How and more importantly, when, should the dots between working remotely and a “digital transformation” be joined?

As the southern states emerge from extended lockdowns, survival and growth is — rightly — front of mind for many small and medium sized companies.

Starting a transformation is probably a little removed from their paradigm.

Adopting digital tools as a steppingstone towards a longer term, “broader” transformation may make more sense in the medium to longer term. 

However, what does this really mean?

“Digital transformation” is a widely misunderstood approach to improving businesses. For those not adverse to change, transformation sounds exciting. For those of the “if it ain’t broke, don’t fix it” school, transformation sounds like a whole lot of work.

There are 3 main concepts to grasp.

Firstly, “digital” refers to the application, or applying digital technology, to how or what you do as a business. This technology is an extension of who you are, and what you do.

Let’s use the analogy of a hammer. History teaches us that the hammer (the technology), is the extension of “us” that helps us quickly fasten two pieces of wood.

Secondly, “transformation” refers to how this changes what we currently do. This is closely linked with the design term “affordance”.

Affordance refers to what enables the user to do. For example, to use this context, a door handle affords us to easily open the door.

Expanding our above example of the hammer, the ergonomic handle affords us to swing a heavy, condensed metal block faster and more accurately at a nail. We can extrapolate this context into the future.

For instance, if we have completely autonomous vehicles, why do we need the affordance of the steering wheel? Digitally, this removes a major step in use. Contextually, “digital affordance” can change a lot of what currently “is”, but it does it for the betterment of the goal.

Thirdly, a not so widely understood concept is “digitalisation”, not to be mistaken for “digitisation”. Those two little letters — al — change so much. Digital transformation refers to the concept of digitalisation. So, what’s the difference?

  • Digitisation: making the physical, digital. This is the first step in digital transformation, creating digital things.

An example would be organisations removing “paper-cuts” i.e., taking the physical, paper letter and making it a .pdf document to download. This optimises the cost of sending information to citizens, and also the time to receive/or confirm information.

Or even one step further as taking the physical form and creating digital forms for the user to fill in online. This has been the first evolution of making sense of applying “digital” to the physical world.

  • Digitalisation: making everything better digitally. This is the second step in digital transformation and literally means transforming things digitally. Processes and business models change because there’s now a better way of achieving the goal. This is a more in-depth way of redoing things.

Another way to think of it is innovation vs renovation. Most new ideas are better ways of doing what we already do, already biased by what is i.e., solving problems. In this instance, it’s applying the affordance of digital ways of doing things to how you currently do them.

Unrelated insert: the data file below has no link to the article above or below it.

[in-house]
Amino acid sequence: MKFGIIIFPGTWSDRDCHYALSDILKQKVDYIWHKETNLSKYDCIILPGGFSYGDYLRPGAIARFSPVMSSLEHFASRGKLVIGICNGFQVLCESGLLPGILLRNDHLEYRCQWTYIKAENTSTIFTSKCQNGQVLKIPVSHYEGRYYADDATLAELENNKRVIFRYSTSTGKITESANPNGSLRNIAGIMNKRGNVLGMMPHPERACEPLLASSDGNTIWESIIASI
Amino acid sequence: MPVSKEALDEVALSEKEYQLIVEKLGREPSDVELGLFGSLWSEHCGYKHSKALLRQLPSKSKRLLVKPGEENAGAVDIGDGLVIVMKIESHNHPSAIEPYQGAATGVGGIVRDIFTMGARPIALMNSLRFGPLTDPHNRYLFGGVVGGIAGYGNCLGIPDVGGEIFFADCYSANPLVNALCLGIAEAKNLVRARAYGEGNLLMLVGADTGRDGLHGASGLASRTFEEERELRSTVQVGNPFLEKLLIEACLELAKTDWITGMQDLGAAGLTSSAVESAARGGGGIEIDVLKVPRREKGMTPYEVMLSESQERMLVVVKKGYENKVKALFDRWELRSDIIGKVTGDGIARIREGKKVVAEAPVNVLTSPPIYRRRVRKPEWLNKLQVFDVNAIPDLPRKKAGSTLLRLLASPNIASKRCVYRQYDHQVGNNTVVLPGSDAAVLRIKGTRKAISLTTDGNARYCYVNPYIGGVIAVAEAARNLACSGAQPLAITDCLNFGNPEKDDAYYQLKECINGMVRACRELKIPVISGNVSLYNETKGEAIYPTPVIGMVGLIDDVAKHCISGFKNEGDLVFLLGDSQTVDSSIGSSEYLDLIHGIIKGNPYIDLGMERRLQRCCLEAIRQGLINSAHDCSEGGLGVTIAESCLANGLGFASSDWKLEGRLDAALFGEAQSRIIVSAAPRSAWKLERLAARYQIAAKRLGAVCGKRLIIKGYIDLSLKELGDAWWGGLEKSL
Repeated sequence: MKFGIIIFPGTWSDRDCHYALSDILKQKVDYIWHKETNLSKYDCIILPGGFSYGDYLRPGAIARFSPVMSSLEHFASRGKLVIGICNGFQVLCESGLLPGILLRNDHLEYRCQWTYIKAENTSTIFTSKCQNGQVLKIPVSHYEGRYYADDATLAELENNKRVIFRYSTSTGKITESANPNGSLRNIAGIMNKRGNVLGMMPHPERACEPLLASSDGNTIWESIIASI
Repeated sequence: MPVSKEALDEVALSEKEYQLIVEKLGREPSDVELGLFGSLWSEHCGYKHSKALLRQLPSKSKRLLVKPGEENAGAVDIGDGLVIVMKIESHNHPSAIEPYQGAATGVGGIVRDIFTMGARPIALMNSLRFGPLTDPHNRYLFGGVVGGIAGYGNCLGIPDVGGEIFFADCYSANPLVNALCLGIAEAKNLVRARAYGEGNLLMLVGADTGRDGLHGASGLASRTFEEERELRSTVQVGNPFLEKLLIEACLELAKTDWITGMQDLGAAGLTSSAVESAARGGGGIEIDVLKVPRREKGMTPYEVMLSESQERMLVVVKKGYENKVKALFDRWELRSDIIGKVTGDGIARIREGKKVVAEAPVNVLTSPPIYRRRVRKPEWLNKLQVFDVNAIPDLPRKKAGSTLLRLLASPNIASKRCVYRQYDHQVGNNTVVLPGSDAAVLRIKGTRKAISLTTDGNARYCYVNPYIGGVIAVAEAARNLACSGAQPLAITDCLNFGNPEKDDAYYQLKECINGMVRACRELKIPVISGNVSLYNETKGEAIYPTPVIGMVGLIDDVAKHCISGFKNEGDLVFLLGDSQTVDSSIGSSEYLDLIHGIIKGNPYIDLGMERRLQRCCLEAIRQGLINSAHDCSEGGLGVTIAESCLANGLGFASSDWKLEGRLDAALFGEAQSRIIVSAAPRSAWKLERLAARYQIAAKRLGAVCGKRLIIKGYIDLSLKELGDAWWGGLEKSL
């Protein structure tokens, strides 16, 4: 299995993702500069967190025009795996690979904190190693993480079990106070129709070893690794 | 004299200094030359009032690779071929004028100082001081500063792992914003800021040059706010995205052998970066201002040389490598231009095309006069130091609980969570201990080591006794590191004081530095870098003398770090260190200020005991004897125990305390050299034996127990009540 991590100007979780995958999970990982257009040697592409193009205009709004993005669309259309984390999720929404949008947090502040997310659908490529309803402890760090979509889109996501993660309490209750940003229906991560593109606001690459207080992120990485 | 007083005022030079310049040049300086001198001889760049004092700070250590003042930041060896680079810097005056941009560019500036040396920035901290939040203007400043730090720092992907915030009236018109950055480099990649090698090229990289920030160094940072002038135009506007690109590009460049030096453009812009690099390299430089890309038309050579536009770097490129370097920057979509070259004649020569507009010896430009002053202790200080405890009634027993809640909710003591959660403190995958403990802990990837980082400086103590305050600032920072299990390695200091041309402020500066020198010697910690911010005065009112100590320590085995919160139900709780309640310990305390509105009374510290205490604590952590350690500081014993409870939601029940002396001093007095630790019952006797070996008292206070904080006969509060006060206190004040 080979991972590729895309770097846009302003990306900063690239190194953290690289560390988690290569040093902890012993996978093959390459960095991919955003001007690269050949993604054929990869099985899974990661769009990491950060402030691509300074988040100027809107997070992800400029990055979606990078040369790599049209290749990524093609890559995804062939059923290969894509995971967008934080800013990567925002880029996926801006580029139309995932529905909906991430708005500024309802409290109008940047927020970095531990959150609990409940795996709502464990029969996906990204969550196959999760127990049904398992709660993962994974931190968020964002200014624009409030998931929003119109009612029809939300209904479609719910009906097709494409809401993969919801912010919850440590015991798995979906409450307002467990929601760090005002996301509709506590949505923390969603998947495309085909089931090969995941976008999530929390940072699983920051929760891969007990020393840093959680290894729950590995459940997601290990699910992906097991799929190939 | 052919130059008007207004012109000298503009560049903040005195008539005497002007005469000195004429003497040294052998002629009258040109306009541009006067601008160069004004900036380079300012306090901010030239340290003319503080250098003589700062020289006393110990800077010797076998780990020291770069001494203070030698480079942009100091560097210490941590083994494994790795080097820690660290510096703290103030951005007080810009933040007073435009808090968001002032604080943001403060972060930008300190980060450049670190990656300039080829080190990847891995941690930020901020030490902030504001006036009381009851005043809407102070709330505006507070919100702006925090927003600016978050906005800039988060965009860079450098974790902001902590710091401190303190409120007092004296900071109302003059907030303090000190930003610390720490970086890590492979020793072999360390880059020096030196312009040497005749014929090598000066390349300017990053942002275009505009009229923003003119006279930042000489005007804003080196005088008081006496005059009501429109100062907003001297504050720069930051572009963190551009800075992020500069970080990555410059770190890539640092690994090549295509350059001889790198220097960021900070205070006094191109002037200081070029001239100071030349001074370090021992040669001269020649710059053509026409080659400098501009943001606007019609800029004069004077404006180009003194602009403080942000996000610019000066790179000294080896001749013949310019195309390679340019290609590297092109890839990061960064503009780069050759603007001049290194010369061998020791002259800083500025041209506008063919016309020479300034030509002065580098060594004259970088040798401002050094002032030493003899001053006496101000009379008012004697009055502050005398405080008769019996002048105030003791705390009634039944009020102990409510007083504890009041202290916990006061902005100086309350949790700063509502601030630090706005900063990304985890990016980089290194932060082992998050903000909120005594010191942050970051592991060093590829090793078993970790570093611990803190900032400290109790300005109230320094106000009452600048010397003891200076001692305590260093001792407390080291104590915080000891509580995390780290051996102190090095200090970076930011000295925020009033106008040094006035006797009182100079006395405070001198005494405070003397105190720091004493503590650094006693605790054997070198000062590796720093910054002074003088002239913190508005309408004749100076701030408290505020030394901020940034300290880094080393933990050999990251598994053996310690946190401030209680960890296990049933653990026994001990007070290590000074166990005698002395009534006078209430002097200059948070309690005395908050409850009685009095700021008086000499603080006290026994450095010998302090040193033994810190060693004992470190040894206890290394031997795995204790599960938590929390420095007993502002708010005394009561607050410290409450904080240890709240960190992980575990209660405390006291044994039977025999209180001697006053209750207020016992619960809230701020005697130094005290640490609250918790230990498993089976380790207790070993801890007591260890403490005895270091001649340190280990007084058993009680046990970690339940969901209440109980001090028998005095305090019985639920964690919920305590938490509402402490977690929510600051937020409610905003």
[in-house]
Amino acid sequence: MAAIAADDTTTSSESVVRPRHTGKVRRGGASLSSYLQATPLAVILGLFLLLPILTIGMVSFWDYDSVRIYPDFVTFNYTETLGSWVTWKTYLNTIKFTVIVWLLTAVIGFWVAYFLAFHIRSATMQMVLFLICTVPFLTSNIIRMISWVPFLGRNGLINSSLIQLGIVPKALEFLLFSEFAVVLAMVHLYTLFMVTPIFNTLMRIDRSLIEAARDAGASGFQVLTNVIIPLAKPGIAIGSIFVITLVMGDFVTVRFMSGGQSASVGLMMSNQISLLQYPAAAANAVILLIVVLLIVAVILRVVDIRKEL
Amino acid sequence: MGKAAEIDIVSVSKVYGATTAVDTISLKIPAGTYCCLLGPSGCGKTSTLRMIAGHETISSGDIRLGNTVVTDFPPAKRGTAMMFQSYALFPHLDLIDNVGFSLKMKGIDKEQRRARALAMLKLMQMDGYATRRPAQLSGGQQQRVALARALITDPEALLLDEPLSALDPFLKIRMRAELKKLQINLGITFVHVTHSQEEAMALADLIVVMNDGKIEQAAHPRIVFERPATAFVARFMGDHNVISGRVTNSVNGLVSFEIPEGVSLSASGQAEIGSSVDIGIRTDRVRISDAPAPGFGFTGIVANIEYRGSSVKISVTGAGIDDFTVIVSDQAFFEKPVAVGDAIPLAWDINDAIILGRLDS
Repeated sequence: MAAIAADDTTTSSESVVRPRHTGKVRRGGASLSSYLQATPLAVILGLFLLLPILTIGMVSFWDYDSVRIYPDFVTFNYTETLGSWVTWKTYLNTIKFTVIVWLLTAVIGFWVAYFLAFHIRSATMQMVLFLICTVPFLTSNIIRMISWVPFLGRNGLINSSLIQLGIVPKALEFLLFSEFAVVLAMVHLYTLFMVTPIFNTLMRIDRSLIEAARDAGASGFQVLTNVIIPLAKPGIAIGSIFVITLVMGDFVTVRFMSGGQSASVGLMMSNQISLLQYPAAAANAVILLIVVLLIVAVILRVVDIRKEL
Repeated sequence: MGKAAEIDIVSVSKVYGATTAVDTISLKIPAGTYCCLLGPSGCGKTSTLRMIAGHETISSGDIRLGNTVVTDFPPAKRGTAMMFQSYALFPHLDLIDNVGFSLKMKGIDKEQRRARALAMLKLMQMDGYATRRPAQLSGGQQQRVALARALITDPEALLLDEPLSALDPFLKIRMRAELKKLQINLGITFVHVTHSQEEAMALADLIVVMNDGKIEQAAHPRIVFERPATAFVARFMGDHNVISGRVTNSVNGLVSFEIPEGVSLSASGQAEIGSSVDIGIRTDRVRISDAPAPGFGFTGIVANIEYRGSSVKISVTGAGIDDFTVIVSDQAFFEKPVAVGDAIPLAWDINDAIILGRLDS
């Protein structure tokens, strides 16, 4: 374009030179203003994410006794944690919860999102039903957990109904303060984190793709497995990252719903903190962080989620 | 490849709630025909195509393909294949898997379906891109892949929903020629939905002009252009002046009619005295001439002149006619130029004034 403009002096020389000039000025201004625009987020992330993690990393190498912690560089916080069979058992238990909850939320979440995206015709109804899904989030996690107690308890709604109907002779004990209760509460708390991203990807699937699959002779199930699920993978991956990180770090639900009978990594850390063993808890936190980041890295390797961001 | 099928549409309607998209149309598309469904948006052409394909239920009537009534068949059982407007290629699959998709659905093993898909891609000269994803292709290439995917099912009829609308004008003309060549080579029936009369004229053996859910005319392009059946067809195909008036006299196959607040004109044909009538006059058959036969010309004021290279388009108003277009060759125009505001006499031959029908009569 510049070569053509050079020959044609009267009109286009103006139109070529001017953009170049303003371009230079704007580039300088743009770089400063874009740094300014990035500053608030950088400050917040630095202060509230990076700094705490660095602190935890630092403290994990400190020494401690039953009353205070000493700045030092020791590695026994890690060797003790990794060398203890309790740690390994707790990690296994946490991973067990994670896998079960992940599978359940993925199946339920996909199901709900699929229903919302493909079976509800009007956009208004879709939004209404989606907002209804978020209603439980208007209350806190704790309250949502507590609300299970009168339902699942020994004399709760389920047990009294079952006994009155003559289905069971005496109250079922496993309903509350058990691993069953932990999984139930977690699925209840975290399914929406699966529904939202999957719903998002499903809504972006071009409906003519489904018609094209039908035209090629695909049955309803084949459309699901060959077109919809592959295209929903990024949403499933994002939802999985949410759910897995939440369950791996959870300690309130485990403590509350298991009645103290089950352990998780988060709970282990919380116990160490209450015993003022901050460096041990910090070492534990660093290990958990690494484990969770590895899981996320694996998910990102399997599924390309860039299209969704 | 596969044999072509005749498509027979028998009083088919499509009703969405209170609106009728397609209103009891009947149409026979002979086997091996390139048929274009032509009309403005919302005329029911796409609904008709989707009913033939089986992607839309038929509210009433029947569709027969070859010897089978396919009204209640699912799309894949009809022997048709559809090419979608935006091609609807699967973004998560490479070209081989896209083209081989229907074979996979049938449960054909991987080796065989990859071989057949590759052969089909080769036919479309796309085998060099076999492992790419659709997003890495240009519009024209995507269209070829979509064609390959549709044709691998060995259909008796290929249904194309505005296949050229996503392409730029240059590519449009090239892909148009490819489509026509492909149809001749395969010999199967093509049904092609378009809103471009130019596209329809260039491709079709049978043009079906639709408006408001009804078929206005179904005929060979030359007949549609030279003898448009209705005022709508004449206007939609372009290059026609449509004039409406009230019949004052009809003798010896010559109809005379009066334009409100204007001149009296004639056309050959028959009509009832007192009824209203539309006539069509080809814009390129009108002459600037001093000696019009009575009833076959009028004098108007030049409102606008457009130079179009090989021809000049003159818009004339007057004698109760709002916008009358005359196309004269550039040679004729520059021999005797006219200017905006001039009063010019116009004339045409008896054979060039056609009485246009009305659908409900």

In the above example of the “paper form”, it exists to obtain information. Instead of bothering the user, Google and Facebook have figured out ways to go and get that using API technology (i.e., “sign in with Google” or “link my Facebook account”).

These are affordances of a better way of doing things, to achieve the same goal. It’s like Netflix pivoting from renting out DVD’s and shipping them to users to pushing their application to devices for streaming content. The goal was always to get users enjoying content. The means of delivering that adapted by the affordance of digital technologies. They used innovation to achieve this transformation.

The affordance of new digital technologies can achieve goals in a completely new way. This is what digital transformation really means. Whether that translates to improving your operations to be easier and faster, or changing your business model because technology enhances it.

Digital transformation can be the competitive advantage that will set you apart in years to come. Like Netflix, the sooner you start with step 1, the better you’ll get at applying it for step 2.

Some simple steps may help your consideration:

1.    Assessing where a digital tool could add the most value to your SME. Is it in finance, procurement, customer relationships, sales, risk, or HR/Payroll? Can you simply quantify the value it could add?

2.    To fully assess the valuation proposition, you’ll need to understand implementation costs and switching costs. Digital solutions that are prepared to back themselves with no or low implementation costs and ongoing billing models that mirror your usage/success should be preferred. 

3.    It’s human nature to consider the sunk costs associated with your existing systems. The reality is that unrecoverable sunk costs are irrelevant when making your decision.

4.    Finally, considering your team’s willingness to participate in the process is essential. The chosen first step should be a team decision to ensure engagement.

5.    The team’s ability to drive the change process needs to be considered. It maybe that external support or communication changes are needed in a WFH environment to help this. 

Finally, consider, do you need a “digital hammer”?

Is there a better way now to achieve your goal?

If the answer is maybe, perhaps it’s time to swing the hammer.

For more information on how foundU can help your digital transformation, book a demo here.